Cork won’t have to wait 10 years for another show assures eager-to-return Murphy

Noel Murphy [14(2)-1(0)-1] assures Cork fight fans won’t have to wait 10 years to see professional boxing again.

The New York-based Macroom man along with promoter Martin Horgan brought a card back to the Rebel County for the first time since Brian Peters ran a show populated by the likes of Willie Casey, Spike O’Sullivan and the Cork Cubans back in 2009.

It doesn’t look like there will be such a wait for another show, as having tasted the atmosphere of fighting in front of his home fans and appearing in his home city, the Kevin Crowley-managed operator is adamant he will return sooner rather than later.

Murphy isn’t too sure as when he will appear again despite rumours of a December fight night at the Neptune Stadium, but is certain he will fight again at home.

“We will have a look at whats on offer in the States, but we will definitely be back. How regular we fight here we will see. We have to sit down and see how tonight went, but we will be back,” he told Irish-Boxing.com before reflecting on the atmosphere for his fight in particular.

“It’ was an unbelievable atmosphere. Really unbelievable, brilliant to fight in that and come out with a win. They were all delighted and that makes the night for me. It was a good crowd there and they were great.”

For city like Cork not to have a show for a decade seems unbelievable in itself, particularly with how successful Spike O’Sullivan has been during that time.

So, for Murphy to be the fighter to inspire a return of boxing to the Rebel County and the Neptune Stadium left him feeling proud.

“I feel massive pride,” he continues, reflecting on the importance of his eight-round win over Hungarian Adam Mate..

“It’s the first show in Cork in 10 years and I am top of the bill and most of the crowd in there are from my town Macroom. You do feel proud. It’s great to see boxing here again and it’s great to be a part of that,” he adds before revealing he didn’t feel a weight of expectation.

“I had nerves, but good nerves. I had those butterflies and I was glad I had them. You’d be worried if you didn’t have them, it’s only natural to’ be a bit nervous or excited. I was more excited than anything else.”

A little bit of gloss was taken off the fight night by the fact Murphy didn’t fight for a title as first expected.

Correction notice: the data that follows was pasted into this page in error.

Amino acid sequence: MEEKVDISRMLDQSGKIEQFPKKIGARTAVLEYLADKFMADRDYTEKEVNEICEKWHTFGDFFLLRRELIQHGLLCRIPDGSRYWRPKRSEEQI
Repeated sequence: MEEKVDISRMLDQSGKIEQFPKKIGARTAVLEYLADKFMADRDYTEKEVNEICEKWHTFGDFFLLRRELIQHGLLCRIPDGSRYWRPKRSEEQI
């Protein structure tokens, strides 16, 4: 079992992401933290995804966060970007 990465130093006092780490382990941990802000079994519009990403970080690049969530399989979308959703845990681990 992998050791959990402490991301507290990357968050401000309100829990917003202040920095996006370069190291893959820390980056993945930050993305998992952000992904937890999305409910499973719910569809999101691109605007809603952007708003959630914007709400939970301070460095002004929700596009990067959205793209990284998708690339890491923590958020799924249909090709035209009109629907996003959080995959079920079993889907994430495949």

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Through no fault of his own the Irish title wasn’t on the line during the main event. The Cork fighter saw Jay Byrne and then Jake Hanney pull out and claims others around the weight were not keen.

It didn’t prevent a successful night or show, but the 25-year-old was somewhat upset with his domestic rivals.

“There was no one in Ireland that would take the fight. We wanted the Irish title and no one would step up. The opponent was what he was, but no one here wanted the challenge so we had to bring someone else in. It’s very disappointing to be honest, but we got the win and that’s it.”

That frustration may be added to by the fact it could quite possibly have been Murphy’s last chance to fight for the strap. If a return is a year or so down the line, the title may be tied up or he may feel he has passed domestic level.

There is an option of challenging for it on a Boxing Ireland show in September, but that doesn’t seem overly appealing to the New York based operator.

He also suggests events leading up to Saturday’s event would leave him worried with regard to any proposed domestic dalliance.

“They wouldn’t take the fight now and when people are saying there are not many shows here could you trust anyone to fight the next time? When fellas are pulling out of the fight a few weeks before and others turning it down you’d be worried if you were to try make it again.”

“It’s not fair on my team or the fans what happened and you don’t want that again,” he adds before reflecting on opponent Mate and praising his following one more time.

“He was awkward. I am just happy to get the win out of it. I want to thank everyone for the support and coming out. They really made the show. Without them it wouldn’t have happened and the atmosphere they created was great.”

Photo Credit: Ricardo Guglielminotti – The Fighting Irish (@ThefIrish)

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Jonny Stapleton

Irish-boxing.com contributor for 15 years and editor for the past decade. Have been covering boxing for over 16 years and writing about sport for a living for 19 years. Former Assistant Sports editor for the Gazette News Paper Group and former Tallaght Voice Sports Editor. Have had work published in publications around the world when working as a freelance journalist. Also co-founder of Junior Sports Media and Leinster Rugby PRO of the Year winner. email: [email protected]